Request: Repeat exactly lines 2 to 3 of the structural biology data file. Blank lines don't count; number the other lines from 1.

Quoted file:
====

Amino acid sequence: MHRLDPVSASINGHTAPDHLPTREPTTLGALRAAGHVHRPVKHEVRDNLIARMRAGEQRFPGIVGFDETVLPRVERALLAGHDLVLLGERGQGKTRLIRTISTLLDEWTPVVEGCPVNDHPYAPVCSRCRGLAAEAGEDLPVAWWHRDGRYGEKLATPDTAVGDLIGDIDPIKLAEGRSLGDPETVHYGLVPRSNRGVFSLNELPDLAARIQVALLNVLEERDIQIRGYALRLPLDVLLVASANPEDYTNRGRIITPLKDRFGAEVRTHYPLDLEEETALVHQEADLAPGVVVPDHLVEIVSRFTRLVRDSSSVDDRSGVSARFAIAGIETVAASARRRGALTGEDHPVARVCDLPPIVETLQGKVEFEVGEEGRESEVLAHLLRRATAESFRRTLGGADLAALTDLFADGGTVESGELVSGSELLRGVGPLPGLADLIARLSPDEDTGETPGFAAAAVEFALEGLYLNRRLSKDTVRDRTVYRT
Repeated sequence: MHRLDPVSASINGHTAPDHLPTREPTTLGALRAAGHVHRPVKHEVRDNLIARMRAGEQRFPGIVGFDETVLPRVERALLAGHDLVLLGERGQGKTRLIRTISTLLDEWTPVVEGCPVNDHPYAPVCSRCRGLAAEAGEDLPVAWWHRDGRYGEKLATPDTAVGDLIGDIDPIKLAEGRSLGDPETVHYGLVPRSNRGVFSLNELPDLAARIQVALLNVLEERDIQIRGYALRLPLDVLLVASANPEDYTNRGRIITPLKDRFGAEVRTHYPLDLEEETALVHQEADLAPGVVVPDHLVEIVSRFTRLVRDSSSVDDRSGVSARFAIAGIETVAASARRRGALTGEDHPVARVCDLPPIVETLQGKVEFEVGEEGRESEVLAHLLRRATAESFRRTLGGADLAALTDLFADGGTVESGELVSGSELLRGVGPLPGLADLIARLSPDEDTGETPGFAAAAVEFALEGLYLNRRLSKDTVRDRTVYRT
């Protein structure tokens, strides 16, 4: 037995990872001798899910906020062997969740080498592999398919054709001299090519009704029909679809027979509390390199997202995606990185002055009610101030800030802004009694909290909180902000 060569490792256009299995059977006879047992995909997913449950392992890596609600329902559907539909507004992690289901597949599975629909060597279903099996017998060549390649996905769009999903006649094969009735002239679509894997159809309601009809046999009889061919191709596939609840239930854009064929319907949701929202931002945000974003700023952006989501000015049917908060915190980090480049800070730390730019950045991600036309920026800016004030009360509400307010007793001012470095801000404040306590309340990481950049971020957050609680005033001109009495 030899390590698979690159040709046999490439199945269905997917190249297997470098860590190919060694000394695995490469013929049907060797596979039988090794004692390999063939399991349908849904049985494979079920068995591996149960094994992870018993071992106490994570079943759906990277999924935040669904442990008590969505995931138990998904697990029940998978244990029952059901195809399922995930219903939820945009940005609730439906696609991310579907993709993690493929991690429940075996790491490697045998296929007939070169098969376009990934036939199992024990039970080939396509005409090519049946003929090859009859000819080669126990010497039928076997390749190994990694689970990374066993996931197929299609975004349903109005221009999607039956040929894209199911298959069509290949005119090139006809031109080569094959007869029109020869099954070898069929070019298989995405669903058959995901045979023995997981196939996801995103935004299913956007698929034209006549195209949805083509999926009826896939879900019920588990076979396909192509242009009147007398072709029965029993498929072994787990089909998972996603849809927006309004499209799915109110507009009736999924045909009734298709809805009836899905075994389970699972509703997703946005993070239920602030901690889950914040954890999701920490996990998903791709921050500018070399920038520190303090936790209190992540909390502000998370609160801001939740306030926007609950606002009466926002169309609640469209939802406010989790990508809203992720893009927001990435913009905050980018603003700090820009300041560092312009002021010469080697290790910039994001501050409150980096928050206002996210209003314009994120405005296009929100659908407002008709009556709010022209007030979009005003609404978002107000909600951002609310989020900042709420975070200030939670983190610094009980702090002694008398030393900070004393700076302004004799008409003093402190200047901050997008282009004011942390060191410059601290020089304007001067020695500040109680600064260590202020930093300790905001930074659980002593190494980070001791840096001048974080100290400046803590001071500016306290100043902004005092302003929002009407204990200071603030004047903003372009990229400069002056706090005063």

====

Repeated sequence: MHRLDPVSASINGHTAPDHLPTREPTTLGALRAAGHVHRPVKHEVRDNLIARMRAGEQRFPGIVGFDETVLPRVERALLAGHDLVLLGERGQGKTRLIRTISTLLDEWTPVVEGCPVNDHPYAPVCSRCRGLAAEAGEDLPVAWWHRDGRYGEKLATPDTAVGDLIGDIDPIKLAEGRSLGDPETVHYGLVPRSNRGVFSLNELPDLAARIQVALLNVLEERDIQIRGYALRLPLDVLLVASANPEDYTNRGRIITPLKDRFGAEVRTHYPLDLEEETALVHQEADLAPGVVVPDHLVEIVSRFTRLVRDSSSVDDRSGVSARFAIAGIETVAASARRRGALTGEDHPVARVCDLPPIVETLQGKVEFEVGEEGRESEVLAHLLRRATAESFRRTLGGADLAALTDLFADGGTVESGELVSGSELLRGVGPLPGLADLIARLSPDEDTGETPGFAAAAVEFALEGLYLNRRLSKDTVRDRTVYRT
């Protein structure tokens, strides 16, 4: 037995990872001798899910906020062997969740080498592999398919054709001299090519009704029909679809027979509390390199997202995606990185002055009610101030800030802004009694909290909180902000 060569490792256009299995059977006879047992995909997913449950392992890596609600329902559907539909507004992690289901597949599975629909060597279903099996017998060549390649996905769009999903006649094969009735002239679509894997159809309601009809046999009889061919191709596939609840239930854009064929319907949701929202931002945000974003700023952006989501000015049917908060915190980090480049800070730390730019950045991600036309920026800016004030009360509400307010007793001012470095801000404040306590309340990481950049971020957050609680005033001109009495 030899390590698979690159040709046999490439199945269905997917190249297997470098860590190919060694000394695995490469013929049907060797596979039988090794004692390999063939399991349908849904049985494979079920068995591996149960094994992870018993071992106490994570079943759906990277999924935040669904442990008590969505995931138990998904697990029940998978244990029952059901195809399922995930219903939820945009940005609730439906696609991310579907993709993690493929991690429940075996790491490697045998296929007939070169098969376009990934036939199992024990039970080939396509005409090519049946003929090859009859000819080669126990010497039928076997390749190994990694689970990374066993996931197929299609975004349903109005221009999607039956040929894209199911298959069509290949005119090139006809031109080569094959007869029109020869099954070898069929070019298989995405669903058959995901045979023995997981196939996801995103935004299913956007698929034209006549195209949805083509999926009826896939879900019920588990076979396909192509242009009147007398072709029965029993498929072994787990089909998972996603849809927006309004499209799915109110507009009736999924045909009734298709809805009836899905075994389970699972509703997703946005993070239920602030901690889950914040954890999701920490996990998903791709921050500018070399920038520190303090936790209190992540909390502000998370609160801001939740306030926007609950606002009466926002169309609640469209939802406010989790990508809203992720893009927001990435913009905050980018603003700090820009300041560092312009002021010469080697290790910039994001501050409150980096928050206002996210209003314009994120405005296009929100659908407002008709009556709010022209007030979009005003609404978002107000909600951002609310989020900042709420975070200030939670983190610094009980702090002694008398030393900070004393700076302004004799008409003093402190200047901050997008282009004011942390060191410059601290020089304007001067020695500040109680600064260590202020930093300790905001930074659980002593190494980070001791840096001048974080100290400046803590001071500016306290100043902004005092302003929002009407204990200071603030004047903003372009990229400069002056706090005063």